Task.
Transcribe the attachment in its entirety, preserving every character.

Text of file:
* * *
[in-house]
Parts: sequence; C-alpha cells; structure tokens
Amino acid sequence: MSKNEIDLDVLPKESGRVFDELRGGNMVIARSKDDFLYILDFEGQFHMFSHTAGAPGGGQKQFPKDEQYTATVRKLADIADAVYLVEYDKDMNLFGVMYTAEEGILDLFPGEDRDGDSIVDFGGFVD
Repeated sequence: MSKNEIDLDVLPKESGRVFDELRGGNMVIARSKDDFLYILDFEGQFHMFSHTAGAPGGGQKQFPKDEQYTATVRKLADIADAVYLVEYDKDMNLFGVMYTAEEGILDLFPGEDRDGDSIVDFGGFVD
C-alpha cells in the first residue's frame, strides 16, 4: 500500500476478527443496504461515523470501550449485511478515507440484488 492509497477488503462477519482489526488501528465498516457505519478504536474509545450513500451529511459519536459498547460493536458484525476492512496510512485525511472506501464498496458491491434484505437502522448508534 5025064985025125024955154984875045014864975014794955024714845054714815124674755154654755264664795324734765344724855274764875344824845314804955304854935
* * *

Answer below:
[in-house]
Parts: sequence; C-alpha cells; structure tokens
Amino acid sequence: MSKNEIDLDVLPKESGRVFDELRGGNMVIARSKDDFLYILDFEGQFHMFSHTAGAPGGGQKQFPKDEQYTATVRKLADIADAVYLVEYDKDMNLFGVMYTAEEGILDLFPGEDRDGDSIVDFGGFVD
Repeated sequence: MSKNEIDLDVLPKESGRVFDELRGGNMVIARSKDDFLYILDFEGQFHMFSHTAGAPGGGQKQFPKDEQYTATVRKLADIADAVYLVEYDKDMNLFGVMYTAEEGILDLFPGEDRDGDSIVDFGGFVD
C-alpha cells in the first residue's frame, strides 16, 4: 500500500476478527443496504461515523470501550449485511478515507440484488 492509497477488503462477519482489526488501528465498516457505519478504536474509545450513500451529511459519536459498547460493536458484525476492512496510512485525511472506501464498496458491491434484505437502522448508534 5025064985025125024955154984875045014864975014794955024714845054714815124674755154654755264664795324734765344724855274764875344824845314804955304854935